Moreover, Speaker Paul Ryan (R-Wis.) has been good to conservatives. He negotiated in good faith and offered real, conservative changes to the bill. We won provisions that allowed states to impose a work requirement for Medicaid and choose optional block grant funding for the program. We added a roll-back of mandated essential health benefits.

The president has earned our support. Our party leaders deserve our faith. The AHCA vote in the House would have been the first part of a three-pronged approach to repeal and replace ObamaCare, the first stop on a long journey towards a better, more conservative healthcare system. I trust President Trump to orchestrate a conservative final outcome.

In fact, we have to trust the president and party leaders, because the law requires a meandering path through Senate rules and administrative action before we can arrive at a better system.

To pass the requirements of budget reconciliation, our ideal healthcare plan had to be uncomfortably packaged into a specific kind of bill so that it only included provisions that impact the budget and not some of the key provisions needed to set up a true alternative insurance market structure. The missing provisions were already in the works in both the legislative and executive branches.  

Republicans need to remember that pragmatism and principle are not opposed. Instead, pragmatism is an instrument used in pursuit of principle. By shooting down step one in the repeal and replacement of ObamaCare, we failed to achieve the principle: saving the American people from the hell that is ObamaCare.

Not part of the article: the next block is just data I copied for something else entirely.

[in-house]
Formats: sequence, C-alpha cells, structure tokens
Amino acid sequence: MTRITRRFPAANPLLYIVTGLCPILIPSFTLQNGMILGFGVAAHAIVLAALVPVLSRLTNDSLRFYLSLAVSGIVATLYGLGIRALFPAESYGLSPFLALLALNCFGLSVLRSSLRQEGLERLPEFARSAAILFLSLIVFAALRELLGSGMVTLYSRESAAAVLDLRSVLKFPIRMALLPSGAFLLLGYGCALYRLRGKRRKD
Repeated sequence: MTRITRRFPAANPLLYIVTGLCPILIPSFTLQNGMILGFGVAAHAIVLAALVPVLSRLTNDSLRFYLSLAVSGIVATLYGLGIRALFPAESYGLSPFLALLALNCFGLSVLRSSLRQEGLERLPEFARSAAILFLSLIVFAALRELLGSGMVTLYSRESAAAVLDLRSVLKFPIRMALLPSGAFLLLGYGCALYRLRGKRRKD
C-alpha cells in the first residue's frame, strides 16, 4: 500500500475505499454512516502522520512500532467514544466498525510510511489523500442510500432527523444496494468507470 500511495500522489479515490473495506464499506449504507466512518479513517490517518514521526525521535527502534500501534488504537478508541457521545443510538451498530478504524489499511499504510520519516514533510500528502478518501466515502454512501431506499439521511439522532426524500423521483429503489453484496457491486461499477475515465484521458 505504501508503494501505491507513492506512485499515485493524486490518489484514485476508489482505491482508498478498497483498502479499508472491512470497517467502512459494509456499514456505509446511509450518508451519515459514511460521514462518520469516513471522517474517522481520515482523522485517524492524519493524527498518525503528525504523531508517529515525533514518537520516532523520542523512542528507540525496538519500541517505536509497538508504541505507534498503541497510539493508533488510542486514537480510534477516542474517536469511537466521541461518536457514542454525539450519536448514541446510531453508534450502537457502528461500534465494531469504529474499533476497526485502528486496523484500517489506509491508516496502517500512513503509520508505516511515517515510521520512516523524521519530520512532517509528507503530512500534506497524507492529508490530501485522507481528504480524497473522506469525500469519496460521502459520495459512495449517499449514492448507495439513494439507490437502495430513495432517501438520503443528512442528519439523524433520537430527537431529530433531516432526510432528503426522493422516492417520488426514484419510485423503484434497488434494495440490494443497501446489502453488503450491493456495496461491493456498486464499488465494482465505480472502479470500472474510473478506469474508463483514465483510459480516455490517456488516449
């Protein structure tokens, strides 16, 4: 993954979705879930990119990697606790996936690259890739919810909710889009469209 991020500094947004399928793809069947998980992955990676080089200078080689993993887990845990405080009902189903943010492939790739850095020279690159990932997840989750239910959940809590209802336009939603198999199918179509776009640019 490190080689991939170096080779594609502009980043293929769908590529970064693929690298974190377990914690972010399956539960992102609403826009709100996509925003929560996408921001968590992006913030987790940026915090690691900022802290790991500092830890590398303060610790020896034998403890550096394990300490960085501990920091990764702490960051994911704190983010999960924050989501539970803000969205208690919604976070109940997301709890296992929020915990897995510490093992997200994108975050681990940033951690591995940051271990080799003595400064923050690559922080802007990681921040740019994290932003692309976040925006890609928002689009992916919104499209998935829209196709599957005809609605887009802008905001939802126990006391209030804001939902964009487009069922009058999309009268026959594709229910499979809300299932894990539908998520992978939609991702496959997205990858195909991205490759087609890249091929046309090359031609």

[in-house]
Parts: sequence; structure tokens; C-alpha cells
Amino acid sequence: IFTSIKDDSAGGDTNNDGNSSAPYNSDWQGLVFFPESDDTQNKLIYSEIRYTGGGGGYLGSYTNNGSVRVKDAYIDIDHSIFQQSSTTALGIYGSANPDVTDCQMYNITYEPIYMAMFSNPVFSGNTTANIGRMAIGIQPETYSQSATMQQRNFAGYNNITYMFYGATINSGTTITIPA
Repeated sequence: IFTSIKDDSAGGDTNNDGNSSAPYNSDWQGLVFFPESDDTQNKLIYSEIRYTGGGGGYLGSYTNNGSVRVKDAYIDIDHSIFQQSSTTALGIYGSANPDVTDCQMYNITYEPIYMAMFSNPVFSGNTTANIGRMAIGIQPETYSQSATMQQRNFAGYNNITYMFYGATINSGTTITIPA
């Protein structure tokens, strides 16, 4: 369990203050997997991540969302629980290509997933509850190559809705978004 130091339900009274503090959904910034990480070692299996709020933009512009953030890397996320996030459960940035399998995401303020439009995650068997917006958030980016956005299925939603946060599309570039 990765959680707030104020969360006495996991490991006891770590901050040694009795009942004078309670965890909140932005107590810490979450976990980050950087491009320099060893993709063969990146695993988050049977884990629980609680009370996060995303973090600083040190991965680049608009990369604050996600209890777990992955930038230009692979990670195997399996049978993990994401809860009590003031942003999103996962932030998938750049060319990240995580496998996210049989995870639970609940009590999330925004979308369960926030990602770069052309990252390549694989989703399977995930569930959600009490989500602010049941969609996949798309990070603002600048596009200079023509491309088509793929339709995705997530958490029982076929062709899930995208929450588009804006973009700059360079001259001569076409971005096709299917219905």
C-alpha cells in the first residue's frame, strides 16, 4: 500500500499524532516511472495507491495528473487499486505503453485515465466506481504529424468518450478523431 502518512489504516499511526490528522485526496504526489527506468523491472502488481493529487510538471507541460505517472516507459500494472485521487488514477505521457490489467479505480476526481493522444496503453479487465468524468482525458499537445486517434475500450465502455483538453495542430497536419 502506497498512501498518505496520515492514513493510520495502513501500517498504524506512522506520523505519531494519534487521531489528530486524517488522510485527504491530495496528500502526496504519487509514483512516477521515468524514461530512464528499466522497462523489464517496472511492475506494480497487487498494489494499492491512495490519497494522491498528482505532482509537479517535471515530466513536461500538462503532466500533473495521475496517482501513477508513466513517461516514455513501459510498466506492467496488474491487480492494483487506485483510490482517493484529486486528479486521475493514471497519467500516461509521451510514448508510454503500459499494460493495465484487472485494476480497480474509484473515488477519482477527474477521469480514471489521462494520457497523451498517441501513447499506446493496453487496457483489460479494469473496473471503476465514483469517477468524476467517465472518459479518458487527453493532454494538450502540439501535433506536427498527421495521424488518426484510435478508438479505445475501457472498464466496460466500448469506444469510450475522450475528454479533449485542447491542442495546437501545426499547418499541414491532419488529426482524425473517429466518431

In fact, our entire agenda of principled conservative policy relies heavily on healthcare action. Without a successful repeal of ObamaCare, tax reform will be that much harder to achieve.

(“Great op-ed from Rep. Ken Buck. Looks like some in the Freedom Caucus are helping me end Obamacare,” Trump tweeted Thursday.) The Denver Channel reported tweet March 31.

Click here to read TheDenverChannel Article

Rep. Ken Buck introduces Political Appointee Burrowing Prevention Act

Rep. Ken Buck joined Reps. Ted Lieu, D-Calif., Pete Sessions, R-Texas, and Jared Polis, D-Colo., in introducing the Political Appointee Burrowing Prevention Act.  The act would establish a two-year prohibition on certain non-career political appointees accepting career positions in the federal civil service.

"A political appointment is a privilege that carries with it the responsibility of serving your country. Part of serving your country means stepping down at the end of your term of service, and this bill simply enforces that expectation," Buck said. "Without this bill as a safeguard, political appointees can embed across our bureaucracy, carrying on the agenda of their appointing president long after voters have chosen a new direction."